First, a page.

Liberal author Thomas Frank appeared on The Colbert Report last week, promoting his new book The Wrecking Crew: How Conservatives Rule, succinctly explaining the general thesis of his latest work this way: Conservatives may be good at winning elections, but they suck when it comes to governing.
“Once you start treating it as a business, you know once you start turning over government operations to the market you’re not talking about democracy any more. What you’re talking about is plutocracy. Rule by the wealthy. Rule by the market.”
Expanding more seriously on this concept, here’s Frank at last year’s sold-out “Failure of Conservatism Conference” held in Washington, D.C., talking about how the laissez-faire system is destroying America. This builds upon some of the ideas previously explored in What’s the Matter With Kansas?, his extremely insightful book about conservative populism that pondered why so many Americans have, in recent history at least, consistently voted against their own economic self-interest.
In case you don’t feel like watching the whole thing, I’ve transcribed some of the key parts regarding a fundamental and highly ironic contradiction inherent within the modern, so-called “conservative” movement that occurred to Frank after spending weeks poring over huge stacks of old copies of Reader’s Digest while researching his new book:
As I’m reading these, I often get to thinking, whatever happened to that nice, middle-class world the Digest claimed to speak for, back in the day? Whatever happened to those honest and prosperous blue-collar toilers who were always so sick of the dirty hippies and would stand tall for their flag and their country? And the answer is, that the system that they voted for, that they put into office, has effectively destroyed them. They don’t exist anymore. The economic conditions that made them possible have been erased by the conservative revolution. That old Reader’s Digest America that made Ronald Reagan possible was killed off by Ronald Reagan and by his heirs.
Now, when I was growing up back in the 60s and 70s, you all remember this, yet sometimes I have to remind myself that people actually used to talk this way, but the great sociological cliché of American life was that we lived in a “mass middle-class society” where the differences between white-collar and blue-collar were differences of style and taste, not differences of income… There’s a guy called Paul Fussell, wrote a whole book about it [“Class, A Guide Through the American Status System”] — it’s very amusing and vicious and cruel. Anyway, that’s who we were as Americans, right? We were the land of the “great middle” and all the kids were rebelling against stifling conformity and we were all supposed to be growing absurd because our abundance didn’t feed our soul and that sort of thing. But it’s all moot today.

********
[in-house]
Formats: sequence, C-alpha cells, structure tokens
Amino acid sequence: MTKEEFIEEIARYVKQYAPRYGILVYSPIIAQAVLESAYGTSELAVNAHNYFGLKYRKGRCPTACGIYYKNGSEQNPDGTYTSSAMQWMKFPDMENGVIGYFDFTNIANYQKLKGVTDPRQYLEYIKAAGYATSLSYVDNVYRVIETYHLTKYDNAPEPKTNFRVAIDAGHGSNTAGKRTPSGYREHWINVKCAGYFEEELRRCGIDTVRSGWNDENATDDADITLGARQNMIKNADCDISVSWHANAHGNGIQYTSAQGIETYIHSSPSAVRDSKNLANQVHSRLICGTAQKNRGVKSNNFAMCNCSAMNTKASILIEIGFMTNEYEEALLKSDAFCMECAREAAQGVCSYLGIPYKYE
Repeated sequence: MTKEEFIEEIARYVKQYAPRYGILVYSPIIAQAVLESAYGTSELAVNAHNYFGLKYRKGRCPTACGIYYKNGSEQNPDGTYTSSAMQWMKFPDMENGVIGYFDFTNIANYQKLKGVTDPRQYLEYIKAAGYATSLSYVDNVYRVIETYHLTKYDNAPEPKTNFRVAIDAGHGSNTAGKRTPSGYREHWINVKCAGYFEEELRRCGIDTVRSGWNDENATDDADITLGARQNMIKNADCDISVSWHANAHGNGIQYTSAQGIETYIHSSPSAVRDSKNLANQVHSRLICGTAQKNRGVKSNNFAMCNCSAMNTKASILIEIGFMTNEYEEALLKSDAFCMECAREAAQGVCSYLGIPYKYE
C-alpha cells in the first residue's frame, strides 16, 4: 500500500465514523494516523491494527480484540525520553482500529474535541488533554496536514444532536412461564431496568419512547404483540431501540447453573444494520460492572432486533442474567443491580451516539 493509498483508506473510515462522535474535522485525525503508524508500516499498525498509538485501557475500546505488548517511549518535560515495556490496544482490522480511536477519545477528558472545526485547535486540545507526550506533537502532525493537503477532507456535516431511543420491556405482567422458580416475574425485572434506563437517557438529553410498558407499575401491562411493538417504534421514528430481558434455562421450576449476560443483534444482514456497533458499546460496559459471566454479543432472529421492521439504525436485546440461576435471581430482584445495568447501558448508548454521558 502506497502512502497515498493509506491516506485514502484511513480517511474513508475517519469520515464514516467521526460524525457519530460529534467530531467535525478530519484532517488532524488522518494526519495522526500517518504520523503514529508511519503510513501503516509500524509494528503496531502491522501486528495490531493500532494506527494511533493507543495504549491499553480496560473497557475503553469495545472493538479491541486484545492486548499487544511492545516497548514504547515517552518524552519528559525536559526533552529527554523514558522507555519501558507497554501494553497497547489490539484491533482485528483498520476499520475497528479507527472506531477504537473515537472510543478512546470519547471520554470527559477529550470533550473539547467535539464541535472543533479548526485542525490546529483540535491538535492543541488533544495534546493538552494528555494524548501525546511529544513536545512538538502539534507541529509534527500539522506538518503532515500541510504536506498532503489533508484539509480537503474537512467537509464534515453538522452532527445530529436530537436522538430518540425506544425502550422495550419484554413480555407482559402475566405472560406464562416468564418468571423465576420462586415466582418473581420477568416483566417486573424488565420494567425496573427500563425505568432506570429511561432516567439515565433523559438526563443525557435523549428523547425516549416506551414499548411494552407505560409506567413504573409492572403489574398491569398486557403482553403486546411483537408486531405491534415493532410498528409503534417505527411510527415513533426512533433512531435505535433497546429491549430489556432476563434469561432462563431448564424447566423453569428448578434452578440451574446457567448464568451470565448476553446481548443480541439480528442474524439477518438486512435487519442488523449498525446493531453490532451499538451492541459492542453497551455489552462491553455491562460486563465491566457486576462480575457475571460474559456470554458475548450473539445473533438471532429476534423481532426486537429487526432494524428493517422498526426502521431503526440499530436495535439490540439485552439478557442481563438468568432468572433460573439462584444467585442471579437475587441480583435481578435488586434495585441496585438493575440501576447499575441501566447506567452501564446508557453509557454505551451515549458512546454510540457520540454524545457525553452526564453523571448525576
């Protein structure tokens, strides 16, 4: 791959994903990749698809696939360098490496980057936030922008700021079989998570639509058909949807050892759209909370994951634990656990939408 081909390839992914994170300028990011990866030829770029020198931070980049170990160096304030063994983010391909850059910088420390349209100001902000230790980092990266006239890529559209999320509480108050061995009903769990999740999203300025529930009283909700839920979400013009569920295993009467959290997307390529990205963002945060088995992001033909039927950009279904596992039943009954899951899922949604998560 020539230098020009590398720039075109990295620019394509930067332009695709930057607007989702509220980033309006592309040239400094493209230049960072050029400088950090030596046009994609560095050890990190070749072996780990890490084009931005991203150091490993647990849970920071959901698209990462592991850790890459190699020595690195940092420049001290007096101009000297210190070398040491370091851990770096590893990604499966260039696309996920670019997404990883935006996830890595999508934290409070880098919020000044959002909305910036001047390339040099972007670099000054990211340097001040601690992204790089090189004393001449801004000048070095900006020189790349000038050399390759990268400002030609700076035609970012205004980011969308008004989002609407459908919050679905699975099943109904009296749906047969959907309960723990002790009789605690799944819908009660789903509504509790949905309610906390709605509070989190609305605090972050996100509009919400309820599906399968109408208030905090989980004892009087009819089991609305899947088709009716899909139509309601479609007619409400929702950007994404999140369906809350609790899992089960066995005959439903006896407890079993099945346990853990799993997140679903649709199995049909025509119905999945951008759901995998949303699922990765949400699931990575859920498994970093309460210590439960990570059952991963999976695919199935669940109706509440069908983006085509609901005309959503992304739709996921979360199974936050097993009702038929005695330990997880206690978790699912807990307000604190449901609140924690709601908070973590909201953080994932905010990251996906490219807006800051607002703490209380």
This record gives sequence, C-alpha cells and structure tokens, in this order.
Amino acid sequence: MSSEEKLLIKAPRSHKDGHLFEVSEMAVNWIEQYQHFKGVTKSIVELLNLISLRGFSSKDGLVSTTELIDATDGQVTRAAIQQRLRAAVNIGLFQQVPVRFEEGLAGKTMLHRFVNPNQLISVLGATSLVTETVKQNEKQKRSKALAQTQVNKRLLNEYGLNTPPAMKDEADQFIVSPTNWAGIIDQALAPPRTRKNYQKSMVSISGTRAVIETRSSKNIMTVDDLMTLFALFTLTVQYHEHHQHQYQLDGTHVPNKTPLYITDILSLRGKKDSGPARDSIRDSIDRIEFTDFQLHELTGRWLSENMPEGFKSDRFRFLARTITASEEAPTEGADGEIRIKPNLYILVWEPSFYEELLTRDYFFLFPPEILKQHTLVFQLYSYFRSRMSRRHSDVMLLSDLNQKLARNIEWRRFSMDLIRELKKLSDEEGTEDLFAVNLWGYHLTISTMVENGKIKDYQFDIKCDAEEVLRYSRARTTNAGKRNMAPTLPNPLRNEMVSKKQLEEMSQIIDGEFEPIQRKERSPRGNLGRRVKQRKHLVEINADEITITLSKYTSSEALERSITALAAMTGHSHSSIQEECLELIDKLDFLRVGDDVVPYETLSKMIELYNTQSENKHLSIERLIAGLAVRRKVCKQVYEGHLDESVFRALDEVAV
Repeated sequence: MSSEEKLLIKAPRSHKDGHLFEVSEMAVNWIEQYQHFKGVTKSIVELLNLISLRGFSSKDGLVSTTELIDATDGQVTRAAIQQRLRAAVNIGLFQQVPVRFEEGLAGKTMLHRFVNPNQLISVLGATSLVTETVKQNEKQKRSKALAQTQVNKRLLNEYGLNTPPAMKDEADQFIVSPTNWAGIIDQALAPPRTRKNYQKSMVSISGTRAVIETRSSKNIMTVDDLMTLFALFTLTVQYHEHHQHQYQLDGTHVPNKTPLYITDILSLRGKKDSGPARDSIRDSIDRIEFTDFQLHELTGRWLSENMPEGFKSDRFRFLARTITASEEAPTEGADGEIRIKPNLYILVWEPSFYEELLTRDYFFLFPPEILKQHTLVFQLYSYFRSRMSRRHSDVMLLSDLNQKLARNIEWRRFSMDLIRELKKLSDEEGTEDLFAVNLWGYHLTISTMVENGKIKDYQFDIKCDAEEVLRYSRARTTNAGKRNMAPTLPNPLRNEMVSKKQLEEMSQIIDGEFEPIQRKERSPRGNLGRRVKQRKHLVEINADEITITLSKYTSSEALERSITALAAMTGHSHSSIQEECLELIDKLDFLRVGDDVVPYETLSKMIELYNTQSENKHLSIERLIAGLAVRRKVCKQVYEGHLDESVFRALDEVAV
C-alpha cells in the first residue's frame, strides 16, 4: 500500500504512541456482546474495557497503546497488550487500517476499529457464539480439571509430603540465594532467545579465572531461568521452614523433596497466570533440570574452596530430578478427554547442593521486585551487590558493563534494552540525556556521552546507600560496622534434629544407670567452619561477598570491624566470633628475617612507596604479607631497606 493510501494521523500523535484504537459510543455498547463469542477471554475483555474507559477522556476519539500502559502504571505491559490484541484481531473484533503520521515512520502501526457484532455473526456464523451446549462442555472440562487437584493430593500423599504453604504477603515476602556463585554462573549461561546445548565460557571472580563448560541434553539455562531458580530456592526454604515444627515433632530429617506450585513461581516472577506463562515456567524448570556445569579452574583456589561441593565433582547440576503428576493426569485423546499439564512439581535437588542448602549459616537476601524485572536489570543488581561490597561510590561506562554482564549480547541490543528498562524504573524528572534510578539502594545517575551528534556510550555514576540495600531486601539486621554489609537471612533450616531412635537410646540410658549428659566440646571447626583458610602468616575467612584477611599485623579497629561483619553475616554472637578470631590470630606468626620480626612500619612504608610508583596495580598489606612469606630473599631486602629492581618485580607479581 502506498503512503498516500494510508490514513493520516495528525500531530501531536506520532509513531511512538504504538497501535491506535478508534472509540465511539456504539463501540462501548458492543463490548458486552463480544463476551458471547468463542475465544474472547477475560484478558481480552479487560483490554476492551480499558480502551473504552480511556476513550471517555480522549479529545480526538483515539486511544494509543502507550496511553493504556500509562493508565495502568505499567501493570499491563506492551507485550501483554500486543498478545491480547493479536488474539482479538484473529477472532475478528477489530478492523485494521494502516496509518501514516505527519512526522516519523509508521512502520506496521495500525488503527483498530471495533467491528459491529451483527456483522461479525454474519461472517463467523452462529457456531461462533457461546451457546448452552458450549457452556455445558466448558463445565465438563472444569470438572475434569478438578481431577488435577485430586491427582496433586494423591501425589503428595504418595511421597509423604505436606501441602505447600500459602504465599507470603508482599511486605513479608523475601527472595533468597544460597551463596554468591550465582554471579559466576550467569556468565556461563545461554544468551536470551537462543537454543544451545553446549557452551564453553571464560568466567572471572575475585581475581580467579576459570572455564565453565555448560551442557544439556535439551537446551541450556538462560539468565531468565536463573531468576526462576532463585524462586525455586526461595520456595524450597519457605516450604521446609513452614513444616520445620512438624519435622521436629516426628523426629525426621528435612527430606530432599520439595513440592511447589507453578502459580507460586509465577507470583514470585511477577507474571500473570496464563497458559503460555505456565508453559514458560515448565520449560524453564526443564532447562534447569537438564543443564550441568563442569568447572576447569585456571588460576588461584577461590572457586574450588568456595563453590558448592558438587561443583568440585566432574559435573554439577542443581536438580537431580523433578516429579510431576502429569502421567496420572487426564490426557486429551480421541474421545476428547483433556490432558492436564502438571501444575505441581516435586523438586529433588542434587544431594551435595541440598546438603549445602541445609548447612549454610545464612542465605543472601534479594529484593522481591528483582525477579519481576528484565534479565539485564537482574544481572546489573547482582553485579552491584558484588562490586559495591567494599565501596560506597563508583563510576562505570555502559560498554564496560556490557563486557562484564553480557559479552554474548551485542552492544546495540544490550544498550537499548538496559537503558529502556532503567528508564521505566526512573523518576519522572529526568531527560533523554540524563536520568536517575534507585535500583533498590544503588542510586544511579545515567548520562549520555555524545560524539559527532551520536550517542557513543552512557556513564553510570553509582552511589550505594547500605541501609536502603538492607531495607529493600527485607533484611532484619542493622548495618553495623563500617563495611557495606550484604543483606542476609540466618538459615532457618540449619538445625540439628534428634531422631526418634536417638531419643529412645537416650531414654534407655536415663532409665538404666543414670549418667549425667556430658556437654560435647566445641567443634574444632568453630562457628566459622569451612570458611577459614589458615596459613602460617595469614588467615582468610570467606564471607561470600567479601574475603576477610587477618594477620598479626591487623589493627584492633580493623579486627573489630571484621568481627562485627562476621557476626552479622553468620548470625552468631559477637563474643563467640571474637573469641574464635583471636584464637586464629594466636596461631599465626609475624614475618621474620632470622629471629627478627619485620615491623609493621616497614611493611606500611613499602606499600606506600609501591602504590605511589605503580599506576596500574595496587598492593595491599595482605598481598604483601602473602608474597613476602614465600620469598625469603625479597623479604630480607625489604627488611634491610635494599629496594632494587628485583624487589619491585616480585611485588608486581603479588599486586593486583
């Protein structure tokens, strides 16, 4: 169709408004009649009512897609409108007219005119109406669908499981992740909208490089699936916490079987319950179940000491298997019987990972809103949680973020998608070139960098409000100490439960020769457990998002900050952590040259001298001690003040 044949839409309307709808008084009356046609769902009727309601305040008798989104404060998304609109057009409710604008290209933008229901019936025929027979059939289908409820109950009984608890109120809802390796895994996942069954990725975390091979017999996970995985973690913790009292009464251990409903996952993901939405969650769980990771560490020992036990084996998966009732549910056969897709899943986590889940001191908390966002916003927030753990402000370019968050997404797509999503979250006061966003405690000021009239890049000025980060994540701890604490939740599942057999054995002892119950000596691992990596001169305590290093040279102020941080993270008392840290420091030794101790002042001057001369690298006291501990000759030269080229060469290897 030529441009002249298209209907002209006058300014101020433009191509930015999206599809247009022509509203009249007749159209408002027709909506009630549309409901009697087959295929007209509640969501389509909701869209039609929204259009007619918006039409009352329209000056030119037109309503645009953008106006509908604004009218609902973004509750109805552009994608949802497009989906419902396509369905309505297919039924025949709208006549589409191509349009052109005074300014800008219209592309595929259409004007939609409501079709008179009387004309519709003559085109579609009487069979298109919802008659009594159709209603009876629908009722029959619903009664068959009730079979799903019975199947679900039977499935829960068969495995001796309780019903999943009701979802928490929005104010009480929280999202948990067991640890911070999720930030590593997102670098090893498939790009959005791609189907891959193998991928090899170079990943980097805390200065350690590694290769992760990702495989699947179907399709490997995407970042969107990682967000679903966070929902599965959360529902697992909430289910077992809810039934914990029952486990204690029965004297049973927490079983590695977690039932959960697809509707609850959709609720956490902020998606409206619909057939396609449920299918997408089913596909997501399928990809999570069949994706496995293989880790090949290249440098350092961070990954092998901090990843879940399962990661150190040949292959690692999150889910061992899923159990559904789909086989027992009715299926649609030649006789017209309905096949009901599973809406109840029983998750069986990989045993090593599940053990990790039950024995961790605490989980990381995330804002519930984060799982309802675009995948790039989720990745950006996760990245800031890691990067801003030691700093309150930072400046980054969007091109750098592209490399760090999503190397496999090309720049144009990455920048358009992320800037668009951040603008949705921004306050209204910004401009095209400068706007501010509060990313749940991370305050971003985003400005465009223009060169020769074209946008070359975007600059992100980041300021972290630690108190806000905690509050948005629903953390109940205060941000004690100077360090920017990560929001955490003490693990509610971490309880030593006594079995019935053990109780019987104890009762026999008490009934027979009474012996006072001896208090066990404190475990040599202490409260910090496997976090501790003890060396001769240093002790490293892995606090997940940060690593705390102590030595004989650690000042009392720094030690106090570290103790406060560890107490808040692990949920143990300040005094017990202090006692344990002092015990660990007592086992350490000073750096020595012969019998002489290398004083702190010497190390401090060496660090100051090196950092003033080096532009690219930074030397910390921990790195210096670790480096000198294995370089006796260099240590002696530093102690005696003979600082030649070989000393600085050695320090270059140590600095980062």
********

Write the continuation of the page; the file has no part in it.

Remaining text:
Today, the great sociological cliché, that everyone on the planet — and I’m not joking about this, because everyone on the planet can recite this cliché — is not America as the land of shared affluence, but America as the place that tolerates and accepts great extremes of wealth and poverty. This is supposed to be, you know, so deep in our DNA, the very story of our nation. And everyone in Europe knows this from infinite repetition: America is the example to follow, because Americans don’t get upset when the boss makes 400 times as much as the blue-collar worker, and it’s our easy-going tolerance of extreme inequality that makes Americans what we are. That’s what makes us unique among the peoples of the world and so miraculously profitable a place to invest in.
So what I’m getting at, what I want you to remember and take home from this conference, is a fundamental contradiction in conservatism that they can’t overcome, no matter what they do, that this is a movement that is driven in some ways by nostalgia, right? By these gauzy memories of this small-town, Reader’s Digest ideal, where everyone has a nice home and a picket fence. But that world… was the product of liberalism, and the conservatives themselves have killed that world out of their dedication to their real God: the laissez-faire ideal.
Given the heinous clusterfuck of the past seven years in America that’s resulted in financial chaos, widespread deindustrialization, Gilded Age inequality, the worst corporate wilding since the robber barons, and the most massive indebtedness in the annals of time, not to mention examples of catastrophic incompetence resulting in signature follies like Iraq, Enron and Katrina, etc., it makes you wonder just how much further mugging by reality, to paraphrase the expression Irving Kristol once applied to liberals, it will take some people to realize that modern so-called “conservatism” has been a dismal failure.